Latina Artists Fighting Injustice and Uplifting Latinx Culture

Frida Kahlo said “I don’t paint dreams or nightmares, I paint my own reality” and that’s what the Latina artists on the list are doing

Photo: Instagram/favianna1

Photo: Instagram/favianna1

Frida Kahlo said “I don’t paint dreams or nightmares, I paint my own reality” and that’s what the Latina artists on the list are doing. Art has long been a form of addressing social and political issues and with the current political climate it’s not surprising to find art responding to injustices. These mujeres are known for uplifting Latinas and the issues important to our comunidad and this year they’ll continue to make strides in the art world.

Favianna Rodriguez

Rodriguez is a triple threat: an artist, activist and advocate whose documentary “Migration is Beautiful” was featured on Pharrell Williams’ I Am Other Youtube channel. The U.S.-born Peruvian’s art serves as a tool for love, education, agitation, and social justice.”

She’s also the co-curator of Into Action, a nine-day art festival starting in January and will undoubtedly have exciting projects in the works after several art commissions including in books, magazines and galleries.


Vanessa Ayala

The 27-year-old of Colombian descent is a versatile artist whose bright and colorful portraits have garnered her a strong following on Instagram.

Her pop art portraits of Selena, Frida Kahlo and Cardi B are neon rainbow-colored odes to the icons but she does more than just paint, she’s also a singer/songwriter and designs a fashion line, 2 Strong Fashion.  She’s currently prepping for a listening party/art show.


 Nanibah Chacon

Chacon is no stranger to acclaim for her female-centric art  focusing on native, Chicana, and American cultures. The Diné/Xicana artist from New Mexico just got through her Ephemeral String installation created at the Banff Center as the resident artist in Canada.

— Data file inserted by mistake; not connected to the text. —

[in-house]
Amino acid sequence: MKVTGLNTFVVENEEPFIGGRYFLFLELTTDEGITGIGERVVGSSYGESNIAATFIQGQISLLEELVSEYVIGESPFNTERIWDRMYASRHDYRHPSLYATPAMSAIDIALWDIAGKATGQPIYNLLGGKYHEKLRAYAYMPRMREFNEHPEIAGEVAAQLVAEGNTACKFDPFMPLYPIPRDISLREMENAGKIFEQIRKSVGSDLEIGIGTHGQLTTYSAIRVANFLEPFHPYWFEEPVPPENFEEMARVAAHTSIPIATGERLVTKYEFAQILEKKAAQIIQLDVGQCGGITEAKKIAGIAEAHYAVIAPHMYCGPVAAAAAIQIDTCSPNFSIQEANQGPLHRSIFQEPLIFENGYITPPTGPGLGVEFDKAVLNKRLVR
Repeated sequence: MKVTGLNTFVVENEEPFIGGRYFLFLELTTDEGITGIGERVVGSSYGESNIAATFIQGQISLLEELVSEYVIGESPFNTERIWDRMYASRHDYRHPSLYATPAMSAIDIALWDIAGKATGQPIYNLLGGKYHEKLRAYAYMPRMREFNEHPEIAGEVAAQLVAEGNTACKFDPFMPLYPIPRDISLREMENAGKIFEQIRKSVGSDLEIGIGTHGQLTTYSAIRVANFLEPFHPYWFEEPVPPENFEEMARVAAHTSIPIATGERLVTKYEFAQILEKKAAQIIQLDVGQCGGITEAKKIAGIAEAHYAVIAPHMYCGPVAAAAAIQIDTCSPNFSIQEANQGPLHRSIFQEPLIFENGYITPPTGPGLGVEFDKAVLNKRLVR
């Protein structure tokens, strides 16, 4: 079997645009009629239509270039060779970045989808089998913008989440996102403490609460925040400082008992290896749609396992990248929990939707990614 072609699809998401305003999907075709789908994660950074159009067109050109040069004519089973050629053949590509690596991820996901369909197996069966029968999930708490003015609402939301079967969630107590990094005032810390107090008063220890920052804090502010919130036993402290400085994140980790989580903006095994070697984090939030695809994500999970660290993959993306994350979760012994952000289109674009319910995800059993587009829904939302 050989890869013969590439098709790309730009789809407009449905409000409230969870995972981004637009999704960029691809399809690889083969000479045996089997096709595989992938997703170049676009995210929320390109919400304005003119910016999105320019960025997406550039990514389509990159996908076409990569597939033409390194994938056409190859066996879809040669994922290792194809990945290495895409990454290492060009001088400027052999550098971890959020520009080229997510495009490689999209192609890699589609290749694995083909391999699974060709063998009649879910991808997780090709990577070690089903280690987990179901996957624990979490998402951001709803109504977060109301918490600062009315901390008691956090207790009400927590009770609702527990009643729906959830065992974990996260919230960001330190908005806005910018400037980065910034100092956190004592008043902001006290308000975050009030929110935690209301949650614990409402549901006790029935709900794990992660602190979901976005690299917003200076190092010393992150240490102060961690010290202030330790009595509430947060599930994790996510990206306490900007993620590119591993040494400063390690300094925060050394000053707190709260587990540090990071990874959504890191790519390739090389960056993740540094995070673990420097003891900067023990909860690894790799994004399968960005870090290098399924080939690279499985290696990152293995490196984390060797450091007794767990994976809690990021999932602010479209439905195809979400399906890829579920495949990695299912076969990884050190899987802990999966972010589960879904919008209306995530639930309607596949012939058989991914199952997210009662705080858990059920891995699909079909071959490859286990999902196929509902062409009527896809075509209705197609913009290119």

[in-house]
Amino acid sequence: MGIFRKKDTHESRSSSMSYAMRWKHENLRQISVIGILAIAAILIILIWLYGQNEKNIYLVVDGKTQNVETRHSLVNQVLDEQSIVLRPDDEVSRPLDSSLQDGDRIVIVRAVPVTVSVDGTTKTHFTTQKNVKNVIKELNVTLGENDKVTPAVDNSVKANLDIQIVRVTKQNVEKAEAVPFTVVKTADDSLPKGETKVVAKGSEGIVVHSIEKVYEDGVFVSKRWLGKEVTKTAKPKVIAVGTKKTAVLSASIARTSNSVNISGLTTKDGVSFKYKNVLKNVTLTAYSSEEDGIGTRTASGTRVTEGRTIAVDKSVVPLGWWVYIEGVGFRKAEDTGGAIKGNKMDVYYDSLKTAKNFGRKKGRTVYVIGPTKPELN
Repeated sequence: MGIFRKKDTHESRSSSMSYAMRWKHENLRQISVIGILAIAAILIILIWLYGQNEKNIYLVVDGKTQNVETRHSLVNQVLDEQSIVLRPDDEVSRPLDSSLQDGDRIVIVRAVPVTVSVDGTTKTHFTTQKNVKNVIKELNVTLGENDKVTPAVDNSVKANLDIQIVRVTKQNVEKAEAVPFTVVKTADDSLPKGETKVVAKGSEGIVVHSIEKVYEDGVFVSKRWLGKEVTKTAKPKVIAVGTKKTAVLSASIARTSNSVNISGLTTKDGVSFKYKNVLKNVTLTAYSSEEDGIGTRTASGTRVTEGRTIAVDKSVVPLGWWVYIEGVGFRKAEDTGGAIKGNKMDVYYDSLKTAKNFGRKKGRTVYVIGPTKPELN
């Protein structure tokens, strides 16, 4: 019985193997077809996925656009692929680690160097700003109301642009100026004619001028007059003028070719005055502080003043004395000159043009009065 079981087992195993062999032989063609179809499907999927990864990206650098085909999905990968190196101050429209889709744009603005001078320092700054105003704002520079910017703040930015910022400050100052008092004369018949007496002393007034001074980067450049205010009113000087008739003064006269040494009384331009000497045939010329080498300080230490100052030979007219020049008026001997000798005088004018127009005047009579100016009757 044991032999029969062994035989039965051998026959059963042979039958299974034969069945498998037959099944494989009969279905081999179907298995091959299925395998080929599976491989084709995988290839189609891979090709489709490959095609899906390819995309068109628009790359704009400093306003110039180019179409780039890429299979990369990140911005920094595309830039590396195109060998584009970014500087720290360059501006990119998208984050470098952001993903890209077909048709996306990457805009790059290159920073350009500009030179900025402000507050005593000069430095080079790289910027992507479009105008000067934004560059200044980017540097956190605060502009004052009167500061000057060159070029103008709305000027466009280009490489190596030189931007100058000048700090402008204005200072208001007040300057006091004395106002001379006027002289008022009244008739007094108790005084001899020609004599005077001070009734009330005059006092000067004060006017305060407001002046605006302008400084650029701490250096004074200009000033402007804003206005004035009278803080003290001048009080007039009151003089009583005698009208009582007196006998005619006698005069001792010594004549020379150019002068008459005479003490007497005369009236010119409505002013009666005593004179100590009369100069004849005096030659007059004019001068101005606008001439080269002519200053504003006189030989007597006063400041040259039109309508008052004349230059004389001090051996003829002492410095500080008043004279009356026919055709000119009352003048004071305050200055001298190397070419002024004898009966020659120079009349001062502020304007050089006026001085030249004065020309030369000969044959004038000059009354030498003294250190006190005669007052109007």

She’s a muralist who created “Resistance,” the largest mural in New Mexico and for the last 20 years has been working on murals after starting out as a graffiti writer.

She works as an art teacher in Albuquerque and works on projects centered around women’s justice.

Stefanie Godoy

Godoy is currently working toward her bachelor’s in Studio Arts at California State University Los Angeles and teaches art at a middle school in East L.A.

Her work has been showcased in galleries but now she’s moving from the canvas to clothes recently announcing  on Instagram that she’s working on a collection of “wearable art”.

“When I paint, it is my chance to add more beauty to this world. I get tired of seeing all the shades of grays, browns and other neutrals in LA. When I paint, I paint a world I wish to see. I paint the world how it ought to be, explosive with colors and filled with excitement” she wrote in a blog post.


Colectiva Cósmica

Unidas in their love of art, this Latina feminist art collective is all about artivism and made up of six women. Their bio describes the platform that supports art by those “with alternative backgrounds who are not represented in the established art world or artistic communities.”  They recently released their second zine “Manitas” featuring the work from their art show of the same name in NYC.  These poderosa femmes will likely be at the upcoming Women of Color in Solidarity conference and you can find more of their work in their Etsy shop.

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Frida Kahlo latina artists latinas latinas in art Latinx art migration Selena social injustice
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